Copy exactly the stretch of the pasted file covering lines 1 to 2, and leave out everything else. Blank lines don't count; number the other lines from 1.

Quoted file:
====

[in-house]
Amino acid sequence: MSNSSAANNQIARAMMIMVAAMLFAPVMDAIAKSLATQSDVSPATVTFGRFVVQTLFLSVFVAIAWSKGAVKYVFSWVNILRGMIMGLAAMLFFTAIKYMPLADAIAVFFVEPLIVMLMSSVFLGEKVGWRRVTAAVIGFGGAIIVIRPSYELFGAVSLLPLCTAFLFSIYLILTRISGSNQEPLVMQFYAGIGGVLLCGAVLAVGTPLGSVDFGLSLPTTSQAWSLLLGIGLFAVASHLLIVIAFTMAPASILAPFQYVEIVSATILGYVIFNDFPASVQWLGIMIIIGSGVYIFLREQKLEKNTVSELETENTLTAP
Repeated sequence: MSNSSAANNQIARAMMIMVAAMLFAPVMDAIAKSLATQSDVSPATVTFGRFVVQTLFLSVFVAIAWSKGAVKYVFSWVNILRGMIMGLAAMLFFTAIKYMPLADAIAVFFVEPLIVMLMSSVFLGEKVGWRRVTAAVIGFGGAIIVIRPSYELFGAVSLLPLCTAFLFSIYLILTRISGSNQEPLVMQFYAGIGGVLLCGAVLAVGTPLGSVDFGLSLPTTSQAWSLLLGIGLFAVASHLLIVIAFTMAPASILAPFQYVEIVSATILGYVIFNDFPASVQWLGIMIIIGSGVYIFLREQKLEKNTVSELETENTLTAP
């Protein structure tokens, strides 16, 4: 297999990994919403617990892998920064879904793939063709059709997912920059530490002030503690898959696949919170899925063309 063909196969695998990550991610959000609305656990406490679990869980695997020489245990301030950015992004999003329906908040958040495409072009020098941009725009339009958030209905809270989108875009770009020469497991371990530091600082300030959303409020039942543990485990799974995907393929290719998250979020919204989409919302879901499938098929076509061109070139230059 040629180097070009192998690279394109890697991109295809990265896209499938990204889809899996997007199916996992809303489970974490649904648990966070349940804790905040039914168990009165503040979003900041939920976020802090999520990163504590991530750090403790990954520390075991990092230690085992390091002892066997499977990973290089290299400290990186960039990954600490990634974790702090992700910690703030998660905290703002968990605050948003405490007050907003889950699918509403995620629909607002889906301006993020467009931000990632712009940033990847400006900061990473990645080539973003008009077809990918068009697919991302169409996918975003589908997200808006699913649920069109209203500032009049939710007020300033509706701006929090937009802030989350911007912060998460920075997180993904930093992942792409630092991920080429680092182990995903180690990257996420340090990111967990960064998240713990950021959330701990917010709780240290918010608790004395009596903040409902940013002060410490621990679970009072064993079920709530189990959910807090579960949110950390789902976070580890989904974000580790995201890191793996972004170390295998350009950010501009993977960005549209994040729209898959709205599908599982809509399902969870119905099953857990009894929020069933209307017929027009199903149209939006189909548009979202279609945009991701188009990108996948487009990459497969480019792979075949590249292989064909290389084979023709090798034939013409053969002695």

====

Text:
[in-house]
Amino acid sequence: MSNSSAANNQIARAMMIMVAAMLFAPVMDAIAKSLATQSDVSPATVTFGRFVVQTLFLSVFVAIAWSKGAVKYVFSWVNILRGMIMGLAAMLFFTAIKYMPLADAIAVFFVEPLIVMLMSSVFLGEKVGWRRVTAAVIGFGGAIIVIRPSYELFGAVSLLPLCTAFLFSIYLILTRISGSNQEPLVMQFYAGIGGVLLCGAVLAVGTPLGSVDFGLSLPTTSQAWSLLLGIGLFAVASHLLIVIAFTMAPASILAPFQYVEIVSATILGYVIFNDFPASVQWLGIMIIIGSGVYIFLREQKLEKNTVSELETENTLTAP